BEIJING/SYDNEY • The Chinese authorities have blocked an Australia-based academic from boarding a flight home, Australia said yesterday, after sources said he was repeatedly interrogated over his links to liberal intellectuals in China.
The case of long-serving University of Technology Sydney (UTS) Associate Professor Feng Chongyi comes just as Chinese Premier Li Keqiang winds up a five-day official visit to Canberra and Sydney, espousing free trade and closer economic ties between Australia and China.
Prof Feng, an Australian permanent resident, entered China three weeks ago. He was held for questioning in Kunming, provincial capital of south-western Yunnan, earlier last week, before being barred from a flight to Sydney at Guangzhou's international airport last Friday morning, two sources said.
He is travelling with his wife, who is an Australian national.
Prof Feng then requested help from the Australian authorities, and felt confident his case had been resolved and that he would be free to travel, one of the sources said.
However, he was again notified that he was on a no-fly list when he attempted to board a second flight home the next day.
"The Australian government is aware that a UTS professor, who is an Australian permanent resident, has been prevented from leaving China," said a spokesman for the Department of Foreign Affairs and Trade yesterday.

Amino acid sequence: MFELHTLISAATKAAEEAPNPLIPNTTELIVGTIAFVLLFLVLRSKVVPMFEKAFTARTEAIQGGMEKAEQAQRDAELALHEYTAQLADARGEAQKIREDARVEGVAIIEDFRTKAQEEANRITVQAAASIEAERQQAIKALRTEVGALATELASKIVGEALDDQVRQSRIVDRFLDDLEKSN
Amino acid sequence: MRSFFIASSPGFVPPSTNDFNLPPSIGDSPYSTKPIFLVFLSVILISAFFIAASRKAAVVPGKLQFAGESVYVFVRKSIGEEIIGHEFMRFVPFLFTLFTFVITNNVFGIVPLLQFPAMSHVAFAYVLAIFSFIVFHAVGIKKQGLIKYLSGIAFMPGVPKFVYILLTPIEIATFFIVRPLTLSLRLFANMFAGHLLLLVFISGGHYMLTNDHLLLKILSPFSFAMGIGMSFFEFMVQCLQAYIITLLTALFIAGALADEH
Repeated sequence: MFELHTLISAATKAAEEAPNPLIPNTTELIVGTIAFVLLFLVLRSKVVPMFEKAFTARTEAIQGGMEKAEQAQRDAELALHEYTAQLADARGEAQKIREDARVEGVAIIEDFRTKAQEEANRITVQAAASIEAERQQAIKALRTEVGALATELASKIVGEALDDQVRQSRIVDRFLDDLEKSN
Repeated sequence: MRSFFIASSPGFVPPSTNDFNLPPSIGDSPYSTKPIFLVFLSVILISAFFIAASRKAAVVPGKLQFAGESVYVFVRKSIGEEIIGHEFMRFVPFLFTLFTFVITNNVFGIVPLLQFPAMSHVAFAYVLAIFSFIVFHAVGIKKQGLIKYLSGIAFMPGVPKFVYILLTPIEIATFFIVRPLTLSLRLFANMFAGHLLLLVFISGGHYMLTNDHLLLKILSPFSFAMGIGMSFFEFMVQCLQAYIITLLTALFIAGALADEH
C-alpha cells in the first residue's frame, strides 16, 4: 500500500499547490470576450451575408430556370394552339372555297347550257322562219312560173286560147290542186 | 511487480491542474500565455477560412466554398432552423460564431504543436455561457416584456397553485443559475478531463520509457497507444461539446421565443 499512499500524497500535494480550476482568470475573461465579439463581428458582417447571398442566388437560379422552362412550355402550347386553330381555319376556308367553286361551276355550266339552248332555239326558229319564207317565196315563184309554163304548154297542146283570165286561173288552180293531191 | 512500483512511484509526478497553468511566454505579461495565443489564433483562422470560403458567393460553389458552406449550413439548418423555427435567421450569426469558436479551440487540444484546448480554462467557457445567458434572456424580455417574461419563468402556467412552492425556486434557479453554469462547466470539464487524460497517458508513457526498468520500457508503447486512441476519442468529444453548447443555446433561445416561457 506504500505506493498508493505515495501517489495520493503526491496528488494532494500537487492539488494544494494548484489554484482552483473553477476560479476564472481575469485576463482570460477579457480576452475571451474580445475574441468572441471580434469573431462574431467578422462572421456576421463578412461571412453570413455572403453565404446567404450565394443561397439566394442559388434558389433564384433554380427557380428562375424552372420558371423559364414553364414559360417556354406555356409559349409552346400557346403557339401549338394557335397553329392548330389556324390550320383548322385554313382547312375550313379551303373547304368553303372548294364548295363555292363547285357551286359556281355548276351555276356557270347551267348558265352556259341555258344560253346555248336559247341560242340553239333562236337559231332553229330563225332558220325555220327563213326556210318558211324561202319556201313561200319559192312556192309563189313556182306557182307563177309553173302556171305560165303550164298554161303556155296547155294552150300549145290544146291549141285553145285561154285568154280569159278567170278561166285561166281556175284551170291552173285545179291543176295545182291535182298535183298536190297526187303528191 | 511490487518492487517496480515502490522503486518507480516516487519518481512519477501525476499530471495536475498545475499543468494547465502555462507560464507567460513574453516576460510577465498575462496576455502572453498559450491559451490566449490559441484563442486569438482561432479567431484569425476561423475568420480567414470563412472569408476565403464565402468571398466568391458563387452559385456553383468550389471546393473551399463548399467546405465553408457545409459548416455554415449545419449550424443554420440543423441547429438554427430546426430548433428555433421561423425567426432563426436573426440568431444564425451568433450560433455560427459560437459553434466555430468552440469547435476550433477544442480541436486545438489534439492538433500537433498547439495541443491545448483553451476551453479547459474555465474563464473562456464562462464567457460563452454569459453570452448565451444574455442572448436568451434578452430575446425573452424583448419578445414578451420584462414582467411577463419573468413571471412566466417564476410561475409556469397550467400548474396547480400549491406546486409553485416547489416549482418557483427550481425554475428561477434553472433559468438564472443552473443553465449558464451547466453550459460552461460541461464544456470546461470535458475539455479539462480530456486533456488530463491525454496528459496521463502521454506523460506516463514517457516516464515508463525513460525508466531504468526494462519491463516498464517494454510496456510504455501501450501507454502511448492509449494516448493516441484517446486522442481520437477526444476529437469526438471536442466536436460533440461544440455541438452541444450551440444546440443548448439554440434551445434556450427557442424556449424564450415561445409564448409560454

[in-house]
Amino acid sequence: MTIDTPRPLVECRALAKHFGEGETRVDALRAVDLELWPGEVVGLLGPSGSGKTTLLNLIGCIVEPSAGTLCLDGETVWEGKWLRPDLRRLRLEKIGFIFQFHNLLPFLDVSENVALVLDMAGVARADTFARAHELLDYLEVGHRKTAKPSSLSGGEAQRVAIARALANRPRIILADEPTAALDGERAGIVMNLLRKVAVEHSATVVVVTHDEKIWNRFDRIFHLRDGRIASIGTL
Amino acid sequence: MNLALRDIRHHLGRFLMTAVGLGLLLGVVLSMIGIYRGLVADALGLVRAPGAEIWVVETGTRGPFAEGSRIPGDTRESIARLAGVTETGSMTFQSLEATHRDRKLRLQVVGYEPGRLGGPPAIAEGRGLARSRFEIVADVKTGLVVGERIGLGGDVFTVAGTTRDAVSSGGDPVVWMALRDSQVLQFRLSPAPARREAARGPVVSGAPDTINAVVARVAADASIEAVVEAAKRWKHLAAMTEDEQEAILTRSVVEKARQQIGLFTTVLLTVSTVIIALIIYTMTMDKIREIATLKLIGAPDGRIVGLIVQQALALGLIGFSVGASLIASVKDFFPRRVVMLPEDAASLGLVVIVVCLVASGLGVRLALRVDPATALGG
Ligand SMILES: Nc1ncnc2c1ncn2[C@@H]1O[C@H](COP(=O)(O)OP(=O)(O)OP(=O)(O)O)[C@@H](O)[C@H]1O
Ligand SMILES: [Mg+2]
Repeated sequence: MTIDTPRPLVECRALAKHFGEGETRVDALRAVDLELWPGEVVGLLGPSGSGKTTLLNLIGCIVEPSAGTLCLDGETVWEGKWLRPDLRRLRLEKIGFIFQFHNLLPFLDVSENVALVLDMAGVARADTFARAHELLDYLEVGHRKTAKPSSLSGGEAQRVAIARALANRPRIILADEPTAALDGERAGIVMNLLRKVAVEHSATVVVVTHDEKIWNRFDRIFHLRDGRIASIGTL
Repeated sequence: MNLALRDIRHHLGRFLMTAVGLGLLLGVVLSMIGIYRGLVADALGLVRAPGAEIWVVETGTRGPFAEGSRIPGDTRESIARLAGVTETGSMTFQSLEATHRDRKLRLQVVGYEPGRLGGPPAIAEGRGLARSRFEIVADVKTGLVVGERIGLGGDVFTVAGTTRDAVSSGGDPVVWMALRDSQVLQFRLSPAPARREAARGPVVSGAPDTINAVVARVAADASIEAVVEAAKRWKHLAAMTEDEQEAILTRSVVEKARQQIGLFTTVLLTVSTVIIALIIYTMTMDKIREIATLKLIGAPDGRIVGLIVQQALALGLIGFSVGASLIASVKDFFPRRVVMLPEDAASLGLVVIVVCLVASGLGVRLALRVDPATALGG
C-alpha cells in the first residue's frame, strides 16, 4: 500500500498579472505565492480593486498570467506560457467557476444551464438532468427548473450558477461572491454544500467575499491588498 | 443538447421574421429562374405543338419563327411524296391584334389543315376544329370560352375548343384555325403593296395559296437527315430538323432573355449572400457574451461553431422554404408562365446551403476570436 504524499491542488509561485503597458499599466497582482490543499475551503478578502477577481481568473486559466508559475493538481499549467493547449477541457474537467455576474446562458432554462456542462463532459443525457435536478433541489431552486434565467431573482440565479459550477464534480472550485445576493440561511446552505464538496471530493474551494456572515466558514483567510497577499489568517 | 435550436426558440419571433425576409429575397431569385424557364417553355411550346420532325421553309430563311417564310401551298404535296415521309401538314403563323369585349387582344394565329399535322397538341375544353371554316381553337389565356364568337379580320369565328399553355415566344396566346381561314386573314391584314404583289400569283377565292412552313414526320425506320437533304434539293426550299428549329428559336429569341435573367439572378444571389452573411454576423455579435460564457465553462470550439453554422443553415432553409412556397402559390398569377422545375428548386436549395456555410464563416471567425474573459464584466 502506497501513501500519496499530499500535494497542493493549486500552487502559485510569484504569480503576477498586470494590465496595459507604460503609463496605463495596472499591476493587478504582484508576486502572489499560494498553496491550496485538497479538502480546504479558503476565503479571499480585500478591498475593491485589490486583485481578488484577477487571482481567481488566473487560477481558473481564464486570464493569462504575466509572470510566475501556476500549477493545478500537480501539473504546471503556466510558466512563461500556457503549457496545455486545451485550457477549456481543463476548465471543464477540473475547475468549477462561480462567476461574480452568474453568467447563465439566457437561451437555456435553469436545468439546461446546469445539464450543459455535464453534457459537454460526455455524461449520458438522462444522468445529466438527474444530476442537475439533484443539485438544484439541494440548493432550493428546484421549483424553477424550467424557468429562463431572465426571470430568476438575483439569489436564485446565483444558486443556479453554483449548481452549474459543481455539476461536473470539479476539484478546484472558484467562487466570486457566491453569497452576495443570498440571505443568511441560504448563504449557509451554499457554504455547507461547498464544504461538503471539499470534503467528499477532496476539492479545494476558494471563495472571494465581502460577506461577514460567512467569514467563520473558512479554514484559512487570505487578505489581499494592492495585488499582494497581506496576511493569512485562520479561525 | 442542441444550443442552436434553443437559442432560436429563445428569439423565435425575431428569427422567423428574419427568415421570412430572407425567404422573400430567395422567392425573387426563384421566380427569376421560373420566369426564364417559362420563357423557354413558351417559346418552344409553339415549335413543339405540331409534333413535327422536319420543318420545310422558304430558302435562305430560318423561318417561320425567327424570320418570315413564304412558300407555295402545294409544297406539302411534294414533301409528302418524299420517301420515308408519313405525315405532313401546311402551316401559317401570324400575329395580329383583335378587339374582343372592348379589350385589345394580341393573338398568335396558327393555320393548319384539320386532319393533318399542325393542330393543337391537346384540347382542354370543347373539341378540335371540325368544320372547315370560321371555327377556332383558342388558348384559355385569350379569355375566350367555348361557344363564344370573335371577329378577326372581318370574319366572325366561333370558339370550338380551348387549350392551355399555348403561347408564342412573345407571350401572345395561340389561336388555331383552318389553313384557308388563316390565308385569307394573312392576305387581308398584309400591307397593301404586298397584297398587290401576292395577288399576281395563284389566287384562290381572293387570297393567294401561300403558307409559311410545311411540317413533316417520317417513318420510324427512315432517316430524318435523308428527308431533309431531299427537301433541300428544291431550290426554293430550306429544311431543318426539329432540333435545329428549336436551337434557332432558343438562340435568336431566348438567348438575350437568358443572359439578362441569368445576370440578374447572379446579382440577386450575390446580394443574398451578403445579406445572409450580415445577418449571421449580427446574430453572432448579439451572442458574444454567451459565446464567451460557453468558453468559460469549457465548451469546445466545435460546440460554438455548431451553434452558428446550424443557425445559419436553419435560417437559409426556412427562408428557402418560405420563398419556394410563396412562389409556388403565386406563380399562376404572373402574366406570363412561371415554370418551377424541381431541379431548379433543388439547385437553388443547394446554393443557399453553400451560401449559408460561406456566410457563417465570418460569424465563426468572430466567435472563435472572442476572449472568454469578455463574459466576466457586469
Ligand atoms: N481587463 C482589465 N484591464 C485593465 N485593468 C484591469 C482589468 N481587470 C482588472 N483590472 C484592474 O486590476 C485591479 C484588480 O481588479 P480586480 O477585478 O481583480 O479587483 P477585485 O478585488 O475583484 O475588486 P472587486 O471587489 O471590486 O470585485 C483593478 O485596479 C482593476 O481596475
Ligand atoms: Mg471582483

"According to the Australia-China consular treaty, the Australian government is able to provide consular assistance only to Australian citizens who have entered China on their Australian passports."
China's Ministry of Foreign Affairs and Ministry of Public Security did not immediately reply to queries.
Prof Feng, who was head of China Studies at UTS for 11 years, is well-known in academic circles for his research into contemporary politics, the growth of rights consciousness and democratic forces in mainland China. He has been vocal in Australian media over what he and numerous other China experts consider as Beijing's increasing attempts to influence Australian politics and exert control over the Chinese-language media.
It is understood that, as of yesterday morning, Prof Feng remained free to move around within China and was not physically detained.
Since coming to power, President Xi Jinping has presided over a sweeping crackdown on dissent that has seen hundreds of rights lawyers detained or questioned, sending a chill through intellectual, academic, art and journalistic circles.
But Prof Feng's ordeal represents a rare, if not the first, instance of a prominent foreign-university academic being subjected to the same treatment.